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Solar Panels - Any Use for Cars?

This isn't going to be a post declaring that cars ought to have solar panels. At this stage, with current technology, solar panels just can't generate enough electricity for every day car use. Certainly, there are solar powered car projects out there.

Excitingly, however, cars will soon be benefited by solar panels. How will this happen?

Roads that use solar power to melt snow are becoming a reality, at least on a small scale in Idaho. CEO Scott Brusaw of Solar Roadways is pleased to have recently received a $750,000 grant from the Federal Highway Administration with which to build a parking lot paved with solar panels.

How does this technology work?

In 2010, solar roadways constructed a 12 square foot prototype of its solar road to show off this technology. The set up consisted of an array of solar panels, electric heating elements and a grid of wireless LED lights so message could also be displayed. A durable glass was put over the top of the installation, which can - surprisingly - produce the same levels of grip as asphalt, and it also is non-glare. Phase 2 of this project will involve using the grant to construct a parking lot outside of the company's offices, so the technology can be easily monitored 24 hours a day.

Why can't solar panels be used to power cars themselves?

Electric cars are nothing new, let's consider the Tesla Roadster. It does 245 miles per charge, has zero emissions and does 0 to 60mph in just 3.7 seconds. This car uses about 200 watt-hours per mile traveled. If you assume about 35 miles per day drive on average, you would need 2.6MW-hours generated per year. This would require about 9.7 square metres of solar panels to offset all of this power completely, running 24 hours a day. These certainly wouldn't fit onto the 1 square metre roof of your car, although obviously if they were fitted onto your house, then you could then power you car from them. However, this would then mean the car wouldn't be charging all the time, so a bigger system would be required.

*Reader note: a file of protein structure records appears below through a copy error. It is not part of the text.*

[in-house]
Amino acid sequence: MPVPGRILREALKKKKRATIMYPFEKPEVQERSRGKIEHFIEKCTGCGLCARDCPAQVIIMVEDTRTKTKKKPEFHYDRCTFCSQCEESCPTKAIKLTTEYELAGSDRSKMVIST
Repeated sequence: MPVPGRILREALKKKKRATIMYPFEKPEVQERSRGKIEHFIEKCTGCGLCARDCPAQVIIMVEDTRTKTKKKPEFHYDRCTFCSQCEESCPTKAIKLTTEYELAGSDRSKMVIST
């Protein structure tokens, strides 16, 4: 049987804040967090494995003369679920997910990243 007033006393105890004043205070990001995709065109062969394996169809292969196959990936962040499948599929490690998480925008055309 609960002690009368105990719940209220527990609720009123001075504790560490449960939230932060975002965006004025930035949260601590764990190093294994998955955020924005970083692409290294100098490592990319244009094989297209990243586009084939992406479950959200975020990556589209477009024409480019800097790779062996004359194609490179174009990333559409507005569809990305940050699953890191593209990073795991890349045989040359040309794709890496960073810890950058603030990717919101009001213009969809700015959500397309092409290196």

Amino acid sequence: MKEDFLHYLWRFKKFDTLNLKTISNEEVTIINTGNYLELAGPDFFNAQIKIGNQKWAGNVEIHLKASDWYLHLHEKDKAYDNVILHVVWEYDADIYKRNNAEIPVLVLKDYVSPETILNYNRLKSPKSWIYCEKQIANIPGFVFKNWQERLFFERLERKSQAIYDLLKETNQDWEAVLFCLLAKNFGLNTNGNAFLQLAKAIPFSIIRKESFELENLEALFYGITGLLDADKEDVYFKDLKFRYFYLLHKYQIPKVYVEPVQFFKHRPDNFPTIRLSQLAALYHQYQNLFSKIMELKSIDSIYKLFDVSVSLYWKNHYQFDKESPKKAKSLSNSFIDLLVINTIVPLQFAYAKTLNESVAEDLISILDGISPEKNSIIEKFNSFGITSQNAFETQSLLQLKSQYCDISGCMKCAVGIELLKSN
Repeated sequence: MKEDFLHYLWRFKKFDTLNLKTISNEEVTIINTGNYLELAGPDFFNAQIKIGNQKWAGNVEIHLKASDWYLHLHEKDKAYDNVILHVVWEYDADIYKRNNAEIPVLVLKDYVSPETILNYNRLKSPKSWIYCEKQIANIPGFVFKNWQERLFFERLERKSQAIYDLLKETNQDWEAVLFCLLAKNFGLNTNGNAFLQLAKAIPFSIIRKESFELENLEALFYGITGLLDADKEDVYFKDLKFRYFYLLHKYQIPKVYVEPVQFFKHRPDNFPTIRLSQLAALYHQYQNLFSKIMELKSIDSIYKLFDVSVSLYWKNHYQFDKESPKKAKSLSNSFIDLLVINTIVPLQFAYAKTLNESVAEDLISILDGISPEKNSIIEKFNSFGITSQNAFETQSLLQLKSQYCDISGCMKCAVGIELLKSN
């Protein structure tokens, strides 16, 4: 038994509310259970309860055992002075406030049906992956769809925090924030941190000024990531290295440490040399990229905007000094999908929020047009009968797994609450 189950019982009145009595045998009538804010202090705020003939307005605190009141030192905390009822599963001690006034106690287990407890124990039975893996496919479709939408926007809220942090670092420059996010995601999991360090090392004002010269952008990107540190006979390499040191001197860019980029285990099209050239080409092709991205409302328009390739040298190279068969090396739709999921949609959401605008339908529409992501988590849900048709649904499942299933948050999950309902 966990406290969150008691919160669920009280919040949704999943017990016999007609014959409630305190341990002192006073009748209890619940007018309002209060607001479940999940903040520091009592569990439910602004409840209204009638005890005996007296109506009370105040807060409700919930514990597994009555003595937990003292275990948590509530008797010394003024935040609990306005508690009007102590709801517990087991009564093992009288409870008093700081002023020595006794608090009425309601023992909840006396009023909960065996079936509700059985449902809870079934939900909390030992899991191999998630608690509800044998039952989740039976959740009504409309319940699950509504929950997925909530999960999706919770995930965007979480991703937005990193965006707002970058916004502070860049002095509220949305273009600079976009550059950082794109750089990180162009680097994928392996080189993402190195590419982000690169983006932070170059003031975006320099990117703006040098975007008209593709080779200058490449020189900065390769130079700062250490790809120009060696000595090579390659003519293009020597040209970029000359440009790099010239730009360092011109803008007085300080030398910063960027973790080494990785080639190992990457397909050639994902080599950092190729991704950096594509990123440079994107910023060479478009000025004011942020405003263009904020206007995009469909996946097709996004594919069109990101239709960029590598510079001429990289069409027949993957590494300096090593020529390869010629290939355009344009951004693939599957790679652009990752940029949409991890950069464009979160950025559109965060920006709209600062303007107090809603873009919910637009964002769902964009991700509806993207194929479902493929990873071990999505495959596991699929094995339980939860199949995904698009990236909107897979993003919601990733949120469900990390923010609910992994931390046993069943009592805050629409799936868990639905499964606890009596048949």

If the roof of the car had a 1 square metre solar panel, then that would generate enough electricity to travel about 2 miles per day if it is in direct sunlight, although a 50% loss would be more realistic due to sub-optimal angles and shadows. So, they'd be perfect if you had a 1 mile round commute and didn't want to buy any electricity! At least this is a start, though, and shows with efficiency improvements, I'm confident we will eventually see at least partly solar powered cars.